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Subject:Re: Style and Procedure Schema? From:kcronin -at- daleen -dot- com To:"TECHWR-L" <techwr-l -at- lists -dot- raycomm -dot- com> Date:Wed, 6 Mar 2002 08:42:05 -0700
> .....everybody wins by
> creating one universal solution rather than a bunch of little
> proprietary ones.
All the anti-Microsofties on this list (I'm not one, incidentally) would
beg to differ. But your concept does seem to conflict with that of free
enterprise, something that my country tries to encourage.
> What would happen if every Style Manual or Procedure Manual for technical
> writers followed the same template and order of content?
I think that would get pretty boring. By the same token, should the
Chicago Manual of Style get together with Webster's and Britannica agree
on ONE way to present information? By trying to simplify things, you're
limiting and filtering out all the wonderful alternatives that may not yet
have presented themselves to our imaginations.
> 1. What other benefits are there to a TW Style and Procedure Schema?
I see none, and think this "gap" is already pretty well filled by the
Microsoft style manual. And you've seen how popular THAT is. :)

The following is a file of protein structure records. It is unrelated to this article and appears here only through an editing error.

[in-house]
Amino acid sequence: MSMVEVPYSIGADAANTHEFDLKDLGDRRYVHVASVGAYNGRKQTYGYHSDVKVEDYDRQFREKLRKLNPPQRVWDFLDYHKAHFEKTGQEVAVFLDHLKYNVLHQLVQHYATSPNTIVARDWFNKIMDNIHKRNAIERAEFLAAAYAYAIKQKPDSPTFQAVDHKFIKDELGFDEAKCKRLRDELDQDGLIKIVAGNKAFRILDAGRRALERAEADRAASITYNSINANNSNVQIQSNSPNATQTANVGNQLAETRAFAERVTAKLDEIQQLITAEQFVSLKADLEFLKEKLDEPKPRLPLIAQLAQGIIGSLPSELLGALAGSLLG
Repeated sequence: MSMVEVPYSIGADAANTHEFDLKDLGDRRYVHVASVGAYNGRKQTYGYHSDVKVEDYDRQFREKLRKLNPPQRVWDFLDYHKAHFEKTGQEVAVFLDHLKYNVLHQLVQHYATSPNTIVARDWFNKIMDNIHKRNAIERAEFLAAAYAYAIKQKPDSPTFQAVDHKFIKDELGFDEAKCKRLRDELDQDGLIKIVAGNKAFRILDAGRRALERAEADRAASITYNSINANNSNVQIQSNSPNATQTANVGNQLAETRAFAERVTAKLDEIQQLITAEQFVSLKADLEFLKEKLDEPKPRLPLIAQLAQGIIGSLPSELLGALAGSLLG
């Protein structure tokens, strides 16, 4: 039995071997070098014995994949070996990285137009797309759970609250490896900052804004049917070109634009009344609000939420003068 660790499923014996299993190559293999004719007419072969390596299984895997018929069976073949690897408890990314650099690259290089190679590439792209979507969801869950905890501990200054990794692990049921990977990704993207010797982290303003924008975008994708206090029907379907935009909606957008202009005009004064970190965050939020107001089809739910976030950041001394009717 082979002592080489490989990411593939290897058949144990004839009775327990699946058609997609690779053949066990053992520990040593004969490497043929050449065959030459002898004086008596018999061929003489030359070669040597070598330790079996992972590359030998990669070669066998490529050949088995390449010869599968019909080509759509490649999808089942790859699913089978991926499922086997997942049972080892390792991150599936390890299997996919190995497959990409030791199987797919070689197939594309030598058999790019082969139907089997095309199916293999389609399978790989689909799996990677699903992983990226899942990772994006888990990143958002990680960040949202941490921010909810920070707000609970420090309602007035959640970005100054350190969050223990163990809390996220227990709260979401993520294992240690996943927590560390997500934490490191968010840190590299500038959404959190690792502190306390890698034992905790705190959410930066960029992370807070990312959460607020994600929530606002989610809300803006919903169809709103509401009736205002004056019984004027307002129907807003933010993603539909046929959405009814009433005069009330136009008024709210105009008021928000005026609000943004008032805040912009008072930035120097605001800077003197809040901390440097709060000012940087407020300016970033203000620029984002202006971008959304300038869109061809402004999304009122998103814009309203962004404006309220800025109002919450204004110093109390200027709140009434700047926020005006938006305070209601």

> 2. What, if any, are the disadvantages?
You'll never get everybody to agree, and you'd be force-fitting
methodologies on people who are perfectly capable of coming up with their
> 3. Is this something that could be undertaken by a working group under
> the auspices of an existing sanctioning body (STC comes to mind)?
Gosh I hope not.
> 4. If such a project were undertaken, what would be the flies in the
Individuality. Imagination. Andrew Plato. Those are the first "flies" that
come to mind.
> 5. Do you think there's enough industry-wide benefit to justify the
> investment of time by a group of volunteers?
No. See my comment about the MS style guide. The wheel's already been
invented, and lots of people hate it, and prefer to take the stairs.
> 6. Would you volunteer your time?
> 7. Would you adopt it at your place of business?
I would only adopt whatever portions I found useful/applicable, and would
do so on a case-by-case basis, which is how I make all such decisions
regarding concepts like styles and procedures.
I think your plan is well-intentioned, but unless I'm misunderstanding
your goal - which is entirely possible - I think that you are finding
analogies between coding standards such as W3C, OMG, the Open Source
Project, etc. that I don't think apply to tech writing.
To clarify my point, HTML defines how tags work. But it does not tell you
how to design Web pages.
Tim, if I've mistaken your intentions, please forgive me, and clarify them
for me. Thanks.
Think outside the box. Unless it's a really big box; then it's fun to
climb inside and pretend it's a fort.
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